wrote:
<disclaimer> I work for Sourcefire </disclaimer> but I'll try to keep
this vendor-neutral

There are lots of boxes now which can, or claim they can, perform
10Gbps or more inspection.

Some of that is marketing fluff, some of it is the real McCoy.

If you have a need for 10Gbps inspection or higher then you really
need to do your homework because the boxes you pay for go for lots of
money. If you spend all that money on a solution which doesn't do IPS
properly or only do IPS properly well below the expected / rated /
claimed throughput - and I accept there are various approaches which
do work, and there are those which don't - then you're stuck with it
for the foreseeable future.

You need to do your homework seriously - check reviews, NSS reports,
anything you can lay your hands on. Then, get your hands on a unit to
evaluate them. And when you test these devices, make sure you put
them in a production environment (passively - I'm not that stupid) to
get them to inspect YOUR traffic. Don't rely on sending a PCAP to
someone and getting results, because you don't know how they've tested
your traffic, or if indeed they have tested it at all, just run basic
traffic distribution analysis on it and chucked the resulting figures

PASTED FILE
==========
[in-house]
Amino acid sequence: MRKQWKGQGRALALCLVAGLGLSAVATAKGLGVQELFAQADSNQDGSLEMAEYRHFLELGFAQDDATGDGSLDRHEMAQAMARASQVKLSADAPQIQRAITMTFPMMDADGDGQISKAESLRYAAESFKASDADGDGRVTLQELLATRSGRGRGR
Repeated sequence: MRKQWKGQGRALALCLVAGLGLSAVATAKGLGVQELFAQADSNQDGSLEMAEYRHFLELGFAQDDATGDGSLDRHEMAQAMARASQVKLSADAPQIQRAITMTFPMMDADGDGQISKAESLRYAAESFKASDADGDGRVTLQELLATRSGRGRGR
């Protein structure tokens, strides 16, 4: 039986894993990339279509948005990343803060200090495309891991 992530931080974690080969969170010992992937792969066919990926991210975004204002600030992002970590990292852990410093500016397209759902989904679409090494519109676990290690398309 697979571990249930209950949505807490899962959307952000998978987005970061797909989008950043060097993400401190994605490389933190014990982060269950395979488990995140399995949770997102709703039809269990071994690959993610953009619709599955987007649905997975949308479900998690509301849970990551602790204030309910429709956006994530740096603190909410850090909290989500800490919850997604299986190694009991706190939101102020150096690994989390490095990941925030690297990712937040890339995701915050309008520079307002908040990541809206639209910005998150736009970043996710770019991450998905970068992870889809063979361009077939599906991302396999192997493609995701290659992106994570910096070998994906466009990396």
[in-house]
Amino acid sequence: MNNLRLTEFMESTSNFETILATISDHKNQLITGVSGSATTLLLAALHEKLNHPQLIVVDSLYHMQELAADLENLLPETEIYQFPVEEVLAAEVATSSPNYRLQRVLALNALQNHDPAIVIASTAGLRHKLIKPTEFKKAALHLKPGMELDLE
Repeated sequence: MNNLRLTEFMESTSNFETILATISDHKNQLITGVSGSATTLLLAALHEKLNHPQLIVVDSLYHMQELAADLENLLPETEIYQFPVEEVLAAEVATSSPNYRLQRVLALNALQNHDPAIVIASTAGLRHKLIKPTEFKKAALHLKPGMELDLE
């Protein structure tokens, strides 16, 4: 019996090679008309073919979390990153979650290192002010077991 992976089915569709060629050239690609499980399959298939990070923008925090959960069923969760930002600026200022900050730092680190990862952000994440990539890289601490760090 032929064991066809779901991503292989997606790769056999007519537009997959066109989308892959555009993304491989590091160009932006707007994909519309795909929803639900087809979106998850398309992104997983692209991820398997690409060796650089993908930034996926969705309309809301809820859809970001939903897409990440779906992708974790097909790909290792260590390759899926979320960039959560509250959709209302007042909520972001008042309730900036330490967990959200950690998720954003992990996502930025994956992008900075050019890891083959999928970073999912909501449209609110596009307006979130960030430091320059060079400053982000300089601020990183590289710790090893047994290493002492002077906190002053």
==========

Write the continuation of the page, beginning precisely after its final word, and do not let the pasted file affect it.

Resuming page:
into a program to see the theoretical throughput.

And don't just test for raw IPS throughput - although it's important -
make sure the stuff you throw at it is caught - make sure it's proper
attempts to exploit vulnerabilities not just Nessus / NMAP scans, make
sure your testing rig replays traffic properly and doesn't provide an
approximation of TCP traffic, and lots of other things which need to
be done properly to test the solution effectively.

Raw throughput is only one element. If you don't get proper
inspection, then the things are essentially expensive doorstops.

On 14 July 2010 16:50, pacific.croc <pacific.croc@xxxxxxx> wrote:


Juniper also has the newly launched SRX series of appliances which if
I am
not wrong can deliver up to 30 Gbps


On 7/14/2010 5:02 AM, Jeffrey Chen wrote:

I think they've been here for a while now:

Palo Alto Networks PA-4000 IPS/Firewall - 10GB
Top Layer IPS 5500-1000 - 4GB individually, up to 32GB in clustering
mode.
Juniper IDP-8200 - 10GB

Just off top of my head. I think there are few others out there as
well.




--
Dave Venman

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--
Martin Roesch - Founder/CTO, Sourcefire Inc. - +1-410-290-1616
Sourcefire - Security for the Real World - http://www.sourcefire.com
Snort: Open Source IDP - http://www.snort.org

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Relevant Pages

  • Re: Whatever happened to 10gb IPS?
    ... enough to know that no one gets security right in the early revisions. ... make sure the stuff you throw at it is caught - make sure it's proper ... Securing Your Online Data Transfer with SSL. ... A guide to understanding SSL certificates, ...
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  • Re: Whatever happened to 10gb IPS?
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  • RE: Whatever happened to 10gb IPS?